- Store Visits: Every day, during my travels, I visit 2-3 grocery stores in various areas to check on product availability, pricing, and purchase limits. This gives you the best picture over time of the effects of inflation.
- Get gas nightly: Every evening, even if it’s only $5 worth, I top off the gas tank. If you do this every day, you are not only ensuring that you get gas, you are also “dollar-cost-averaging” gasoline, which means that you end up paying less over time than average.
- News Checks: Yes, again.
- Google Alerts: I have several of these set for business purposes and they are simple to do. Start with keywords like your local town name plus “PROTEST” or “ARMED ROBBERY”. They will send you links to news stories about the topic each day.
- Device Maintenance: Each night, I ensure that all radios, tablets, laptops, and power banks are being charged.
- Weapon Checks: Each night, check on the positions of all defensive weapons in your home. If you have firearms, check the status of ALL owned firearms, every night. I check on every defensive or tactical knife, my Korean Martial Arts sticks (Ssang Bong), my sword (yes, maybe the Ninjas will attack), and my bayonet. Whatever you have, before you go to sleep, make sure you know where it is.
- Update Intel files: I keep an intel notebook where I write summaries of what I learn during the day, and I maintain a database on a flash drive that is searchable. I update every night and look for trends.
- Self-Directed Training: Learn something about preparedness skills each day. For example, each day right now I am currently reading one chapter of The Last Hundred Yards. Each chapter is one small-unit skill set. Learn daily.
- Email updates: Each night I do a second round of email and social media checks.
- Food: Each week, I buy a few more cans or pouches of food for the emergency stash. I also rotate out things that are nearing expiration for use so that it doesn’t go to waste. This also allows dollar-cost-averaging so that over time, you pay less for food than buying once a month or quarter.
- Bag Checks: I check each bag to make sure that it is fully stocked, seasonally appropriate, and still relevant given local conditions. For example, if I’m on lockdown due to covid, I don’t need a Get Home Bag.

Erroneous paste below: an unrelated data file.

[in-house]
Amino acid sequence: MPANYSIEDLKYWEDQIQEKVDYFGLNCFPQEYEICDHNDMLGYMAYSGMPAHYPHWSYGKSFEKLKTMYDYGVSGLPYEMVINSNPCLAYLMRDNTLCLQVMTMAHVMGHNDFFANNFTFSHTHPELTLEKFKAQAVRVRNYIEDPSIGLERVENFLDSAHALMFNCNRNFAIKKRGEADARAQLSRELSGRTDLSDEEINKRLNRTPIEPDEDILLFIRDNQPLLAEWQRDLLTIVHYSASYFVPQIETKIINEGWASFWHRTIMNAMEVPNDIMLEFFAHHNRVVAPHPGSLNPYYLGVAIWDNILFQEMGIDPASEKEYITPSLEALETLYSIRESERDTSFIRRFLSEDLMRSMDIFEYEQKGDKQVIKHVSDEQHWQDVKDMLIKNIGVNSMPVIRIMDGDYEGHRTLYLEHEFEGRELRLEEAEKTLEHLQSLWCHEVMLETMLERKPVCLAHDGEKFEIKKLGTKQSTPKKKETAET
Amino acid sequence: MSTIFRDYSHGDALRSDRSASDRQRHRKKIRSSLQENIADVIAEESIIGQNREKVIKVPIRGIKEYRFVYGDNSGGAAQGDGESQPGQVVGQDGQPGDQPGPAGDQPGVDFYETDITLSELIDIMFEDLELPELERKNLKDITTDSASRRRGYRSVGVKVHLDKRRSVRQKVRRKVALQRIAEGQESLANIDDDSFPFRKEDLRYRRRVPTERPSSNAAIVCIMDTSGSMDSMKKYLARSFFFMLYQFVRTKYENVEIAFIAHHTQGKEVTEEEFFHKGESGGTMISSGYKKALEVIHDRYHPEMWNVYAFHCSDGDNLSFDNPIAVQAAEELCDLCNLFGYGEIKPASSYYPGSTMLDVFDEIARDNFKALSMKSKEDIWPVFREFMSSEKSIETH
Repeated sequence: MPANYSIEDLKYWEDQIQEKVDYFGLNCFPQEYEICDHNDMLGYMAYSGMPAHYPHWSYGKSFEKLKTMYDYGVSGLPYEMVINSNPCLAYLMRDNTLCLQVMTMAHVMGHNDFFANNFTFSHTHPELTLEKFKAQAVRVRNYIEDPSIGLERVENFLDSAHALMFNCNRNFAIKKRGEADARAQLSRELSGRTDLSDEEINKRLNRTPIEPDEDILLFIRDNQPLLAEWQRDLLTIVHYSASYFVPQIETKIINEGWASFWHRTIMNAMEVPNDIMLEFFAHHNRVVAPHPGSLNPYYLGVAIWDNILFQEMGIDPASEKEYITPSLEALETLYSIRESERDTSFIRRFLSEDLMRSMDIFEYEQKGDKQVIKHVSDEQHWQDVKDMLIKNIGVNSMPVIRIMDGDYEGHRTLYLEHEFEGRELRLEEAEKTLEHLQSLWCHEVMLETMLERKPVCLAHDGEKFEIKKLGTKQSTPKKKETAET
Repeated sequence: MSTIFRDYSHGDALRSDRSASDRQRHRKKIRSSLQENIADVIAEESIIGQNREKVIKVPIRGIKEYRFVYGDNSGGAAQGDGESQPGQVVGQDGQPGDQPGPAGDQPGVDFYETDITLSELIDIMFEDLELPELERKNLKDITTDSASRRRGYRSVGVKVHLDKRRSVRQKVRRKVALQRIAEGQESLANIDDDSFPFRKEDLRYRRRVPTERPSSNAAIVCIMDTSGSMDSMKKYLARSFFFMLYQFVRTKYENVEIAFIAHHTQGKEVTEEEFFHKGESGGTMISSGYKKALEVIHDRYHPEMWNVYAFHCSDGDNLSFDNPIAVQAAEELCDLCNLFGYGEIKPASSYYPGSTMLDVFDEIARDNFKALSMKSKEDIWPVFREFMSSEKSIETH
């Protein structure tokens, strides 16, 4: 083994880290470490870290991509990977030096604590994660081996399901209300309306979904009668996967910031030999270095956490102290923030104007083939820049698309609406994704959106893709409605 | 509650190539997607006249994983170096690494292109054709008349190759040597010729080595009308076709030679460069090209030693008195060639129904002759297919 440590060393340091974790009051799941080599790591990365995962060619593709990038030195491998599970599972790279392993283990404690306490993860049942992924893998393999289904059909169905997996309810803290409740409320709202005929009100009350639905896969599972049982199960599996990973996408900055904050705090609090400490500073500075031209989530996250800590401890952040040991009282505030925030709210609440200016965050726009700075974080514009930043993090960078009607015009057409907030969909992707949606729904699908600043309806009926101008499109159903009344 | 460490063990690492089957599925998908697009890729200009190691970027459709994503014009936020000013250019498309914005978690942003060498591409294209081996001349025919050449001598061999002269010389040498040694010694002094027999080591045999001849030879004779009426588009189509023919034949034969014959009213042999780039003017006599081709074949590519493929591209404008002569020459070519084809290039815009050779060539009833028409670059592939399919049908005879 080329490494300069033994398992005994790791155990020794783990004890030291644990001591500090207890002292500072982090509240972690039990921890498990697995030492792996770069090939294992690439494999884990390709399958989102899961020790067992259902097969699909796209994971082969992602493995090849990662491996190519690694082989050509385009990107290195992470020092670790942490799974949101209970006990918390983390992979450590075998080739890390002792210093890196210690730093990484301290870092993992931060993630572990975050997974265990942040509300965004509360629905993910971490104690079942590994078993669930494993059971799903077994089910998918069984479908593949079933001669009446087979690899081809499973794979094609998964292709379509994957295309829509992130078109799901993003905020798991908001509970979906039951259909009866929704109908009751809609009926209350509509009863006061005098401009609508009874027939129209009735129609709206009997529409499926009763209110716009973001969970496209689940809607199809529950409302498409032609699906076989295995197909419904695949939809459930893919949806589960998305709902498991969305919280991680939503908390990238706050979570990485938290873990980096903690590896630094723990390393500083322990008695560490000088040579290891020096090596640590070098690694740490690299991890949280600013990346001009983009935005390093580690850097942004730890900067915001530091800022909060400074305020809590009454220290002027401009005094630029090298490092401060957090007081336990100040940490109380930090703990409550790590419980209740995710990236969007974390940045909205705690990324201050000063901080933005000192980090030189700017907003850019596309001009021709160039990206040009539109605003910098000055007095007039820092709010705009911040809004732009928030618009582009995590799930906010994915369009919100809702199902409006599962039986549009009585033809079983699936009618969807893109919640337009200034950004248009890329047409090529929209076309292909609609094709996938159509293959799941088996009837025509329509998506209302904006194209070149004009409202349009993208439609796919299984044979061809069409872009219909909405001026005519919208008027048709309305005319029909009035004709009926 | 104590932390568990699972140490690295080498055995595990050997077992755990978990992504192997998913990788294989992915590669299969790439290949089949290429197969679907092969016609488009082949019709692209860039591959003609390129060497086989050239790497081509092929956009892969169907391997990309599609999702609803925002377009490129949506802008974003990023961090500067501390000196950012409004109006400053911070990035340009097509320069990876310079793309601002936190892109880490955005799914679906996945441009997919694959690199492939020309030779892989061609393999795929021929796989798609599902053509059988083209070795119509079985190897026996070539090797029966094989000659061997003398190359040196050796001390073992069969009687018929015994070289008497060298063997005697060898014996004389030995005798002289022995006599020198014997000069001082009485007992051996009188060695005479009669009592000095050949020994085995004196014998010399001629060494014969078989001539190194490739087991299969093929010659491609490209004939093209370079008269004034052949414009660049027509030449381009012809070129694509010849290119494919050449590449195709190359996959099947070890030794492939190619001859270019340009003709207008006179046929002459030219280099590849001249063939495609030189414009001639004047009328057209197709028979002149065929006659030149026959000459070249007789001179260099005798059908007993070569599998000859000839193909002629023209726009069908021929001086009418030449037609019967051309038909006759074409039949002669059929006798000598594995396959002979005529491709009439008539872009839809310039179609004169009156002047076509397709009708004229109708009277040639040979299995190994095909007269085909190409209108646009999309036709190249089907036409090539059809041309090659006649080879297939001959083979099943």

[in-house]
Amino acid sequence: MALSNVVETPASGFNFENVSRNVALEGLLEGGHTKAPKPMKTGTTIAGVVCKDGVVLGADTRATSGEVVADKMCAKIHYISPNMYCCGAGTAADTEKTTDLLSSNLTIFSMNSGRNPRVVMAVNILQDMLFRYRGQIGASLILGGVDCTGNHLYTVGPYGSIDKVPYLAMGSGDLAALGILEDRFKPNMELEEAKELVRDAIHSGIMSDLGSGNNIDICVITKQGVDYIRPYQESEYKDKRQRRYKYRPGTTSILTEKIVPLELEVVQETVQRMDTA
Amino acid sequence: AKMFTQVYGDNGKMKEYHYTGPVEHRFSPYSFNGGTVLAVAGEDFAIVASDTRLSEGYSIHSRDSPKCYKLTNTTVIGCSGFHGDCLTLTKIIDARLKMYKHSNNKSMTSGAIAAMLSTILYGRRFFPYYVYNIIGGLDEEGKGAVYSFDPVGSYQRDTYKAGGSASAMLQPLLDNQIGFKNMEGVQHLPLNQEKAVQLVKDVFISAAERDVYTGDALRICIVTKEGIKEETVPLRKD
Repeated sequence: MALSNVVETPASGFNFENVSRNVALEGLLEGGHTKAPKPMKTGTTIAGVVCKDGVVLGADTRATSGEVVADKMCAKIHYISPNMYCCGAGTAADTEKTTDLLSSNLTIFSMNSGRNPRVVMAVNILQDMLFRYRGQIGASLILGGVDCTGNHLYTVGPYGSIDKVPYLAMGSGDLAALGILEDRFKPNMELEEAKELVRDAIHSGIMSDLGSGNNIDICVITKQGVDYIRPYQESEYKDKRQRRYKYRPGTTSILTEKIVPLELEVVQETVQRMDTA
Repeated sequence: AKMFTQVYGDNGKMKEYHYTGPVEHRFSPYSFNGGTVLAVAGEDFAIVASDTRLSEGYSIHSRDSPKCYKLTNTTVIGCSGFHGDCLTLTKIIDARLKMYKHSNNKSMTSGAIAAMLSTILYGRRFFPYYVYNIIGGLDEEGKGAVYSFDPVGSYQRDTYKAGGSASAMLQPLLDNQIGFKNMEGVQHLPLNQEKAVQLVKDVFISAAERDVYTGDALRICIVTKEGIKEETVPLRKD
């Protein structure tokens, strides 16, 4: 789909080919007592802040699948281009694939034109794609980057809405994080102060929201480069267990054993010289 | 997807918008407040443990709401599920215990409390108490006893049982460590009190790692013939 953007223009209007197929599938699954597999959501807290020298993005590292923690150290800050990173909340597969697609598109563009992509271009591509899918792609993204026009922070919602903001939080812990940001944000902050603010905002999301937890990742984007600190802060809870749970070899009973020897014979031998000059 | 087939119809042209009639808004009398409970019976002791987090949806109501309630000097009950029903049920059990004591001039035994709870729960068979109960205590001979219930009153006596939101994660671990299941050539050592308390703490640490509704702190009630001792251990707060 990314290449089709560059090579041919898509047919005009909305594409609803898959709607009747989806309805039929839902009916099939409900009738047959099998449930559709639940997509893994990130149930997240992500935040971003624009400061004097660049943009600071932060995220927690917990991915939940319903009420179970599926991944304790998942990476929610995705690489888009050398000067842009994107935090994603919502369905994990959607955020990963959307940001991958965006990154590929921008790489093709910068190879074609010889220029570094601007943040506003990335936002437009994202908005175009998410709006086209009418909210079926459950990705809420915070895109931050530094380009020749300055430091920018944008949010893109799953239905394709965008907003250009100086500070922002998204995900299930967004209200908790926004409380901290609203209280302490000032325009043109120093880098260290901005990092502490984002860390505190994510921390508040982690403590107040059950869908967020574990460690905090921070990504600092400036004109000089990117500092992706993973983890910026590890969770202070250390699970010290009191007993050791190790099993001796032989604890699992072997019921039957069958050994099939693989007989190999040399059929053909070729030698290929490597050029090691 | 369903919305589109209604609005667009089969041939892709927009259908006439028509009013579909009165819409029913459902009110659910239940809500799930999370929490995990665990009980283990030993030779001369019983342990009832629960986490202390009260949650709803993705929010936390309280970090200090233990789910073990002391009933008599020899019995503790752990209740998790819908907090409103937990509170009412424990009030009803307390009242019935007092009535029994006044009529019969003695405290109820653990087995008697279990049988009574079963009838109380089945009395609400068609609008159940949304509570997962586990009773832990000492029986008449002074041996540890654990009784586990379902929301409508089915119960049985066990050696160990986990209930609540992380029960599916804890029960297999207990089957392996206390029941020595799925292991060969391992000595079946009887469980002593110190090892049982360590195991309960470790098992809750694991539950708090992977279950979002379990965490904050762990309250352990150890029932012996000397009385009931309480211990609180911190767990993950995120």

- Area Study Review & Update: Check for local crime stats and incidents, as well as reviewing your intelligence files to update your Area Study and make any needed changes.
- Local/State Transportation Agency Check: Every week, check your county and state transportation/highway agencies to see what construction is planned or on-going so that you can update your plans. Your cool plan is worth nothing if your escape route is closed.
- Device Updates: Update local copies of maps on your phone or tablet each week. These enable you to use the GPS features on your phone or tablet without a cell network connection.
- “War Driving”: Once a week, drive a different area that is either nearby or near an area you frequent (like your work). During this drive, have a tablet set up searching for open WiFi networks. If you need to make secure communications one day from somewhere other than your house, knowing where open WiFi can be found in a hurry can be vital. Remember to only connect to these with your anonymous non-Android tablet.
- Know Yourself: Know where you are honestly on the physical side. I admit that despite the work I put in, I’m nowhere near where I should be. Be honest first.
- Do SOMETHING: The biggest thing you can do today to improve fitness is to get off the couch and do SOMETHING. It’s better than what you are doing now.
- Be Incremental: Don’t get discouraged if you don’t start at 50 push-ups in a minute. Start where you are and do a little more each day. I’m currently on a program to get to 100 push-ups, 200 sit-ups, and 200 squats a day. But I didn’t START there. Zen Labs has apps for this.
- Do Combatives: Combatives means martial arts. I don’t care what style (Ok, anything but Tae Kwon Do or Capoeira), just do some martial arts training. Having some type of unarmed skill can save your life. Relying only on firearms isn’t realistic. Martial arts also develops cardio and a warrior spirit. I’ve got black belt degrees in Tang Soo Do (multiple levels, actually) and Krav Maga and I am currently studying Hapkido. I also studied Marine Corps Martial Arts before it was cool.
- Other Weapons: I also recommend other weapon training besides just firearms. I teach several different knife and stick seminars, because those are very practical weapons that most people either carry or could find virtually anywhere. Bo staff skills aren’t bad to learn either (think about broom and mop handles).
I hope that these routines and ideas help you out. Later, we will discuss the most important outdoor skills to practice regularly (yes, Mark Sibley and I struggled recently to build a campfire with wet wood – there was whisky involved).